Two record-yielding wheat years in the past three show that farm manager James Faulds is getting more than a few things right – and looking after his soils is one of them.
He has invested heavily in repairing an old drainage system and added a network of mole drains to improve his soils workability and reduce standing water in his crops.
This has been the basis of his careful soil management, which extends to adding organic matter, isolating field traffic to the tramlines and cleaning out ditches.
“You have to start from the beginning, making sure your soils are in the right state. Get this right and the rest will follow,” he says.
Hill House Farm, Aspall, Suffolk
- Area – 320ha
- Crops – Wheat, oilseed rape, sugar beet
- Soil – Beccles series clay
Located on one of the highest points in Suffolk, just north of Ipswich, his clay loam soils can be prone to capping, so the benefits of an improved soil system is paying dividends, particularly in his winter wheat crops, which averaged 11.8t/ha this year.
It has also played a part in achieving a high yield for the Adas Yield Enhancement Network (YEN) competition. After running a field trial last year, Mr Faulds decided to join the project to see if he could boost his yields.
Growing a crop of Santiago with a potential yield estimated at 21.1t/ha, he achieved 13.8t/ha and now hopes to be able to bridge the gap and maintain his profitability.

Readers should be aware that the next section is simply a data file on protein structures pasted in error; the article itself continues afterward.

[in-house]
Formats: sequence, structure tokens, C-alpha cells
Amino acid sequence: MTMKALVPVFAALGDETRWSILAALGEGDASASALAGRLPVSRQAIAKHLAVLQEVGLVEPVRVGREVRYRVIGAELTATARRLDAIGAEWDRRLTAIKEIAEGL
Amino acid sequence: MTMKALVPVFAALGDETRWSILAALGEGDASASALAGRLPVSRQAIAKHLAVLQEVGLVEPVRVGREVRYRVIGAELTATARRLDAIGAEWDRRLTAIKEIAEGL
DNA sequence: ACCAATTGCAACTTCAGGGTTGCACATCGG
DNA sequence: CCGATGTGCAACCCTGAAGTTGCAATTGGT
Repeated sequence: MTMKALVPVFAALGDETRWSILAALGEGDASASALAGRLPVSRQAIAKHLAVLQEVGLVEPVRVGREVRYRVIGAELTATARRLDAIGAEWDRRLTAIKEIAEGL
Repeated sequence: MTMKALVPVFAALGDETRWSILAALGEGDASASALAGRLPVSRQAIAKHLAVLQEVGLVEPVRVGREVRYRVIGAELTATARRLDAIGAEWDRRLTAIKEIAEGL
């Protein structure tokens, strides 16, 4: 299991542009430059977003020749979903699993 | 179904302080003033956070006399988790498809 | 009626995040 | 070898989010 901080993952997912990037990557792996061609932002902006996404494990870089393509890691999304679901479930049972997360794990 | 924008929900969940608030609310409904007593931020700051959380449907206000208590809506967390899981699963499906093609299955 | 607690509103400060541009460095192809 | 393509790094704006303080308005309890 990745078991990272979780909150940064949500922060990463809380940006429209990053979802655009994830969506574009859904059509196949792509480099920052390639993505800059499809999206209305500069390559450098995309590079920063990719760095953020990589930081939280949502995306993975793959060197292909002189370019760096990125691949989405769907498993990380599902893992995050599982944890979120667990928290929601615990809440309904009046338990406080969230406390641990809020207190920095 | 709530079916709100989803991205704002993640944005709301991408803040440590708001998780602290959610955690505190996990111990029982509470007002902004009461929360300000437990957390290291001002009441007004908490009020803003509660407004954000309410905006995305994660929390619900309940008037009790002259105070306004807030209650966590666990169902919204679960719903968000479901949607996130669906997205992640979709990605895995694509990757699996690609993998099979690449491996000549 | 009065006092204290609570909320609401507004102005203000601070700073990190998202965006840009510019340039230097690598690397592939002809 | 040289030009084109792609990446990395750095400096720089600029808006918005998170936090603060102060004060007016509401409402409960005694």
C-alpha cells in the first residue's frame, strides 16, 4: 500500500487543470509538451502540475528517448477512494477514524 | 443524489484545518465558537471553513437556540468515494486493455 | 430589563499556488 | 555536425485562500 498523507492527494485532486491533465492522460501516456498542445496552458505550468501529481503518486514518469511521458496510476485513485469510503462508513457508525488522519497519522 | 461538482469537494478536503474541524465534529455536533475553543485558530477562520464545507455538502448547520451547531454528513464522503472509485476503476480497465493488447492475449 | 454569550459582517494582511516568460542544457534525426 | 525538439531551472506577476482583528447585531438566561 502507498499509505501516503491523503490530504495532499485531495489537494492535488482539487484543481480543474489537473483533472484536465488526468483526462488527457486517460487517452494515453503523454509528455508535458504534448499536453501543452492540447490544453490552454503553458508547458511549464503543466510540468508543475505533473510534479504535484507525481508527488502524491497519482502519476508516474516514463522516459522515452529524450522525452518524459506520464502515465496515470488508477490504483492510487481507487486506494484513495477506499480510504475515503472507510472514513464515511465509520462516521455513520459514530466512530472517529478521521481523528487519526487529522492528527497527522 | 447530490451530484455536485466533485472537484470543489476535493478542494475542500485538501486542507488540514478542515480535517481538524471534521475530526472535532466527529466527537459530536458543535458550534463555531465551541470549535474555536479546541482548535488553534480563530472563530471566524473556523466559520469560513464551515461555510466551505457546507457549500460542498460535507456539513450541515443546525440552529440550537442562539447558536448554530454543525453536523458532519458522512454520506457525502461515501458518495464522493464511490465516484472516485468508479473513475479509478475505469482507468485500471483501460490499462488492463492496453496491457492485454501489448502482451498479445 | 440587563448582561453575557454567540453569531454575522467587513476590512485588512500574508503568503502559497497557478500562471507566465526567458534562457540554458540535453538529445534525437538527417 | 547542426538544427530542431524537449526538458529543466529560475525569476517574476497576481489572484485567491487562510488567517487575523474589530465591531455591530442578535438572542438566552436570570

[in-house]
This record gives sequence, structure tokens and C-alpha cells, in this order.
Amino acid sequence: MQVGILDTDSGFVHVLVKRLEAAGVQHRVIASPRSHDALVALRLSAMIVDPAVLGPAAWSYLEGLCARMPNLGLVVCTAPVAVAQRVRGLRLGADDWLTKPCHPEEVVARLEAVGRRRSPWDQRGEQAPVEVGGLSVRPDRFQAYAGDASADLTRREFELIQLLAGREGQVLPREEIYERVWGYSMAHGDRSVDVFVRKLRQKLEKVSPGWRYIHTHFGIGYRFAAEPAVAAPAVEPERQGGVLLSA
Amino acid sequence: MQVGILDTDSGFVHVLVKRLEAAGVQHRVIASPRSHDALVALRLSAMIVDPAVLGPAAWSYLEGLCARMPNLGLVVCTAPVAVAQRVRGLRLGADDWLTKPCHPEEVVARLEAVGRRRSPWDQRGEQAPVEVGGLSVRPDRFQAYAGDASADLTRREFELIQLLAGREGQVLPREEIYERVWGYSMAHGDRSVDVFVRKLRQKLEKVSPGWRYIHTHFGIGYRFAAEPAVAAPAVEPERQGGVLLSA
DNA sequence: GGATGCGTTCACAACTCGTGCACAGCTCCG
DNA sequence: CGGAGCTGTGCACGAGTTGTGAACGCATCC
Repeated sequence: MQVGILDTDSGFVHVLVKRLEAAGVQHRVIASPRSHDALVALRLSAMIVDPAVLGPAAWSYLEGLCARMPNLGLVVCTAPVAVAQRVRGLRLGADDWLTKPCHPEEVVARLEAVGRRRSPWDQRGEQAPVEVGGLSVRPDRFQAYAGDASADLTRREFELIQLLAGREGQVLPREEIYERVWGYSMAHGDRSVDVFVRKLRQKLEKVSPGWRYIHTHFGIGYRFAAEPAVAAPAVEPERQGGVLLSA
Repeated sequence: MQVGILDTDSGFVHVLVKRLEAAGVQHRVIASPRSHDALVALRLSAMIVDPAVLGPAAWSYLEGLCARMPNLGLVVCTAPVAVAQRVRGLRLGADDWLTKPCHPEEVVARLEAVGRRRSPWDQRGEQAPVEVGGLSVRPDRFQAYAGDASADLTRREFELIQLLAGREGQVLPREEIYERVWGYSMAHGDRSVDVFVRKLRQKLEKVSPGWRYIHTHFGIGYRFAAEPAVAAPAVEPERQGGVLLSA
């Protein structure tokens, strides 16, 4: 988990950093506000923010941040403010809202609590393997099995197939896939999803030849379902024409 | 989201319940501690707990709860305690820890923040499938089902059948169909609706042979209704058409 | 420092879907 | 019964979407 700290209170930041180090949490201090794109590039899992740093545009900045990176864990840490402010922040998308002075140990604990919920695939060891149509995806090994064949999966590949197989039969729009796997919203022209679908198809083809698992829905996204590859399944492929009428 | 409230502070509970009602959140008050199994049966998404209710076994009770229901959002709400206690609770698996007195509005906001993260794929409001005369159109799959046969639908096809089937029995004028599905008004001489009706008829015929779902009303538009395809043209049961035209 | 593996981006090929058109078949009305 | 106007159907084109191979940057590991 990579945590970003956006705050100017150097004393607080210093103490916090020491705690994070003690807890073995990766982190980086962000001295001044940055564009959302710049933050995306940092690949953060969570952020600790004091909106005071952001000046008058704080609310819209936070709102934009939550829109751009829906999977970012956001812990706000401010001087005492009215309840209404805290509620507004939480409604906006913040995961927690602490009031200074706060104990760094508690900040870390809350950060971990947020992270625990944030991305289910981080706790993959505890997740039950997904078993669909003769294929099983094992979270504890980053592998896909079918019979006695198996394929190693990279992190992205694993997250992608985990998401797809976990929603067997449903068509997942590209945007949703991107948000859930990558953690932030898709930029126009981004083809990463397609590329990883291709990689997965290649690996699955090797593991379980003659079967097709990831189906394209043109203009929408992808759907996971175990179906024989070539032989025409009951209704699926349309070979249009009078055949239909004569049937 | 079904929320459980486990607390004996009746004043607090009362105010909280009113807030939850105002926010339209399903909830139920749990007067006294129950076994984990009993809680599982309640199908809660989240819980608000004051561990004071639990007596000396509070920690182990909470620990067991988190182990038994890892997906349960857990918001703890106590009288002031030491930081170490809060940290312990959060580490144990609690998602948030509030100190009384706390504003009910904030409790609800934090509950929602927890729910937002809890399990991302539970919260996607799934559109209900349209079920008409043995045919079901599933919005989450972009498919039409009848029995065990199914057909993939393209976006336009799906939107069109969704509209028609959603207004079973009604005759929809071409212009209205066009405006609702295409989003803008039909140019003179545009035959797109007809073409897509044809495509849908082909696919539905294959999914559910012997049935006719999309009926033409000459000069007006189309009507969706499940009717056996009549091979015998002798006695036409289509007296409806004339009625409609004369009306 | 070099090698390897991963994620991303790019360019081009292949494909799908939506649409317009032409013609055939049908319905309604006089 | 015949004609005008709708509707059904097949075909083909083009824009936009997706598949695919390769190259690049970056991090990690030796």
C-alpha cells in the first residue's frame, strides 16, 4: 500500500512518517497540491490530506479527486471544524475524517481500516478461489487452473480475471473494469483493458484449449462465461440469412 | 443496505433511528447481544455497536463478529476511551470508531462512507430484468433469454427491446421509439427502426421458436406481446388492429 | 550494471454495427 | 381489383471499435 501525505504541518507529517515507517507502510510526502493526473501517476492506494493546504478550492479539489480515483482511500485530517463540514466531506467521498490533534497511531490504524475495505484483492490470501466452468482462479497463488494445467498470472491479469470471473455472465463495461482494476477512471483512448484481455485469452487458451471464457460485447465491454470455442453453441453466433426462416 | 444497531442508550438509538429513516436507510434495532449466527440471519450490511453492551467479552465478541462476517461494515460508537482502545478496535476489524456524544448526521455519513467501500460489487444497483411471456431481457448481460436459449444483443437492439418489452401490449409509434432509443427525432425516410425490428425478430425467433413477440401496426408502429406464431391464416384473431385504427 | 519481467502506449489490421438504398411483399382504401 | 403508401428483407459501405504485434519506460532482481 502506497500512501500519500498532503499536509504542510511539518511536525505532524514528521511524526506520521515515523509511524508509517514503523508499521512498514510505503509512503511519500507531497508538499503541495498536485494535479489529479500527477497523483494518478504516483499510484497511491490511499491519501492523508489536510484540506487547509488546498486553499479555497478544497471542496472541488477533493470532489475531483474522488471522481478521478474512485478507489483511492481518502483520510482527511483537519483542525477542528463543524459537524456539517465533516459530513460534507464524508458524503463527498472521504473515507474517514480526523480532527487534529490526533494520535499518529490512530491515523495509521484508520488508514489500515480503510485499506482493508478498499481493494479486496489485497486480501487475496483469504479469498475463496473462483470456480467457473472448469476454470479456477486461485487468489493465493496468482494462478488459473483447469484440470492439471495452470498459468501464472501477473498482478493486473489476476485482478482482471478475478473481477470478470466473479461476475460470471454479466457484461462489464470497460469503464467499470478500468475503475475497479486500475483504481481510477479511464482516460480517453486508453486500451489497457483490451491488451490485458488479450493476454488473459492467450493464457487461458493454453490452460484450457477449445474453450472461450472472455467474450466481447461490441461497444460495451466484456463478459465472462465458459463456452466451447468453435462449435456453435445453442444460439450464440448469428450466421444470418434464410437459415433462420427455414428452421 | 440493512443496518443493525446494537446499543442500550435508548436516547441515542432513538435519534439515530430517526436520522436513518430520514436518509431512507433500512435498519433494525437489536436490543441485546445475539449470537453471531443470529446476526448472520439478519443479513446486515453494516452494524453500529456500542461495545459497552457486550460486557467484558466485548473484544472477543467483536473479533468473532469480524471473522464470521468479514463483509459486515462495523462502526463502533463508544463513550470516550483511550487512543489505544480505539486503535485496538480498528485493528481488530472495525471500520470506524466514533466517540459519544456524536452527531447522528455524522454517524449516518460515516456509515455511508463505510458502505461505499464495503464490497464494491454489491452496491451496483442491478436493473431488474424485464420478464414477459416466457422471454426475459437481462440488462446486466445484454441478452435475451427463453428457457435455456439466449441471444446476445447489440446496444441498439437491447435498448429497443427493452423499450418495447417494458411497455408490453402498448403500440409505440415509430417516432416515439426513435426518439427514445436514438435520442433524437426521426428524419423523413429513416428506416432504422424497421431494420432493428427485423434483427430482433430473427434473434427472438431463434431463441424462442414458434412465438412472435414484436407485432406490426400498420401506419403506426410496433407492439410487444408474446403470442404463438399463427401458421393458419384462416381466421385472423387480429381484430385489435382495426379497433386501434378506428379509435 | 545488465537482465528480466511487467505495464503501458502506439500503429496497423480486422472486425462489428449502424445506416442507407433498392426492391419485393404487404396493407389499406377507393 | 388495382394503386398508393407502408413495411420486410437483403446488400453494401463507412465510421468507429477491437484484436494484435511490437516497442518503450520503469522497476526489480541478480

Using RTK satellite guidance, he has mole drained every 8ft across his fields. Due to a high sand content, the moles lack longevity so every six years he will mole between the 2.5m drains and then subsoil 0.5m down in the following crop at a 90deg angle to the mole.
“This has already made a huge difference. We are seeing much less blackgrass in these areas and a reduction of standing water in the crops,” he says.
“It is also helping improve the workability of our soils and the timeliness of our operations, which can be so crucial throughout the season,” Mr Faulds adds.
He points out helping the soil breathe and boosting the soil microbiology as well as reducing the risk of roots sitting in water over the winter, gives the crop the best start and allows it to thrive.
If the crop is allowed to generate an effective root system it can then use the nutrients and moisture in the soil, he explains.
He has invested significant money in clearing every ditch that has a land drain running in to it, to allow excess water to leave the field quickly.
He then supplements his soils with a range of organic materials, including poultry manure, pig manure and sewage sludge.
This has given a nitrogen response and helped restore organic matter back into the soil, which can be quickly lost in this drier eastern region of the country, particularly if they are heavily cultivated.
Depending on the season, a large part of the cultivations revolve around Mr Faulds’ Vaderstad Rexius twin press, Dalbo Cultimax 8m and plough. He explains that, if needed, he will do a number of passes before drilling with his Sumo and then rolling.